The use of ethnography in management and organisation studies has grown over the last two decades, some even call this trend an “ethnographic turn”. There is a deficit, however, of reflection on theoretical aspects of organisational ethnography. In this article we argue that the ethnographic turn in organisation studies was possible because of the emergence of new ways of considering the nature of organising. We aim at making a contribution to this discussion. First, by a particular way of describing the historical case of Lloyd Warner, which shows the interdependence of research practice, underlying theory and power relations in early organisational ethnography. Second, by briefly describing some developments in organisational theory that created a more suitable theoretical climate for ethnography.
Paweł Krzyworzeka and Hugo Gaggiotti
Tuomo Peltonen, Hugo Gaggiotti and Peter Case
Hugo Gaggiotti, Monika Kostera and Paweł Krzyworzeka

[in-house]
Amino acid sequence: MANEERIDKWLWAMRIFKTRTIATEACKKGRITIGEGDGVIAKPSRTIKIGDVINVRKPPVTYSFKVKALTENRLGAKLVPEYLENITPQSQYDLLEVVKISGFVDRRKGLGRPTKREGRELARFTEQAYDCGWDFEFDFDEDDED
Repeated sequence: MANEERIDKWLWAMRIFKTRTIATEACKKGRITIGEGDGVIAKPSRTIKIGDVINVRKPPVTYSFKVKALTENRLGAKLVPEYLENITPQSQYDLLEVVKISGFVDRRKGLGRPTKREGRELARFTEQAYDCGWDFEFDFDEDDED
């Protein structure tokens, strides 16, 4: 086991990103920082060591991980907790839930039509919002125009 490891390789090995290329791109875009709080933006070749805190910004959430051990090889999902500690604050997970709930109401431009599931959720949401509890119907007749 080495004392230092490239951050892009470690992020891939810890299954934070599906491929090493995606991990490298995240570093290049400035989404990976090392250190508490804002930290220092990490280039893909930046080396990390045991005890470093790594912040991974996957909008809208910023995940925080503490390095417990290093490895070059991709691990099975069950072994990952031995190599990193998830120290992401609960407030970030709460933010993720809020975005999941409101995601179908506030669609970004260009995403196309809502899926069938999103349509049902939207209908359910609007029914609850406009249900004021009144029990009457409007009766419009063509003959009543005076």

Hugo Gaggiotti, Monika Kostera and Pawe_ Krzyworzeka revisit the role of anthropology in the genesis and development of academic organization studies. Rather than approaching anthropology as a methodological tool for the qualitative study of organizing and culture, they advocate a considerably broader theoretical relevance for anthropological and ethnographic inquiry in the midst of the ongoing discussions about the status and future of organizational analysis. As the authors contend, the full potential of anthropology as a comprehensive paradigm of understanding organizing has not been embraced in the ensuing development of organization studies. Echoing the call of C. Wright Mills to practise sociological imagination in enlightened inquiry, Gaggiotti et al. provide a vision for future scholarship which fully embraces interpretative ethnographic enquiry in the spirit of Warner and Whyte.